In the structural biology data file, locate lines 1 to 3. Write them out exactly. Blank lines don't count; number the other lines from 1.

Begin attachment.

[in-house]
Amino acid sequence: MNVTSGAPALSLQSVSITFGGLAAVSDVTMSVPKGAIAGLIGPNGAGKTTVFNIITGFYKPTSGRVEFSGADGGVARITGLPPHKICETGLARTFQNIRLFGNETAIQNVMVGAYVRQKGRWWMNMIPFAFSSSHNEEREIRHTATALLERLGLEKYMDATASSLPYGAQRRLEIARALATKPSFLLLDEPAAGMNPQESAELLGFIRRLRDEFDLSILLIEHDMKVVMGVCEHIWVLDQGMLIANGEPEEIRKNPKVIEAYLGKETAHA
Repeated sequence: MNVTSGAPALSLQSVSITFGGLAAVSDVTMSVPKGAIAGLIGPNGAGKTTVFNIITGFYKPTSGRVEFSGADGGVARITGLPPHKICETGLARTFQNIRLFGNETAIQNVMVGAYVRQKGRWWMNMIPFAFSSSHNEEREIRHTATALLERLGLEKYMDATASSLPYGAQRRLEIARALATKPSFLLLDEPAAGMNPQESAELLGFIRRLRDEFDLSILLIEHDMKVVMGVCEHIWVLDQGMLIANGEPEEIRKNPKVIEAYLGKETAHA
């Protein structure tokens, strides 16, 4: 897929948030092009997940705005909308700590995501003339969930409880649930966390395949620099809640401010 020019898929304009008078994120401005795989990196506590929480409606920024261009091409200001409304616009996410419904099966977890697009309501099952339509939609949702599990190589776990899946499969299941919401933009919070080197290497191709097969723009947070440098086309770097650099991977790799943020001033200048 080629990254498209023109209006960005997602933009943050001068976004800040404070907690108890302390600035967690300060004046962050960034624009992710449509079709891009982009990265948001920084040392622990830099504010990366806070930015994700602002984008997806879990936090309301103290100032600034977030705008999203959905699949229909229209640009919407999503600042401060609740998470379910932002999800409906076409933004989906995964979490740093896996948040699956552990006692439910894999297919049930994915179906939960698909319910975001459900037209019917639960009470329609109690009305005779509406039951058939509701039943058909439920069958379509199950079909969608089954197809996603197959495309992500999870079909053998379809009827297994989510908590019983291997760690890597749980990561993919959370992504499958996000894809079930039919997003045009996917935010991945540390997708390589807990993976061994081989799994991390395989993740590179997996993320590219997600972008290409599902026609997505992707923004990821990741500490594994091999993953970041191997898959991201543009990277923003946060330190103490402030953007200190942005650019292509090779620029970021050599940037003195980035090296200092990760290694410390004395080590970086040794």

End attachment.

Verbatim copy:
[in-house]
Amino acid sequence: MNVTSGAPALSLQSVSITFGGLAAVSDVTMSVPKGAIAGLIGPNGAGKTTVFNIITGFYKPTSGRVEFSGADGGVARITGLPPHKICETGLARTFQNIRLFGNETAIQNVMVGAYVRQKGRWWMNMIPFAFSSSHNEEREIRHTATALLERLGLEKYMDATASSLPYGAQRRLEIARALATKPSFLLLDEPAAGMNPQESAELLGFIRRLRDEFDLSILLIEHDMKVVMGVCEHIWVLDQGMLIANGEPEEIRKNPKVIEAYLGKETAHA
Repeated sequence: MNVTSGAPALSLQSVSITFGGLAAVSDVTMSVPKGAIAGLIGPNGAGKTTVFNIITGFYKPTSGRVEFSGADGGVARITGLPPHKICETGLARTFQNIRLFGNETAIQNVMVGAYVRQKGRWWMNMIPFAFSSSHNEEREIRHTATALLERLGLEKYMDATASSLPYGAQRRLEIARALATKPSFLLLDEPAAGMNPQESAELLGFIRRLRDEFDLSILLIEHDMKVVMGVCEHIWVLDQGMLIANGEPEEIRKNPKVIEAYLGKETAHA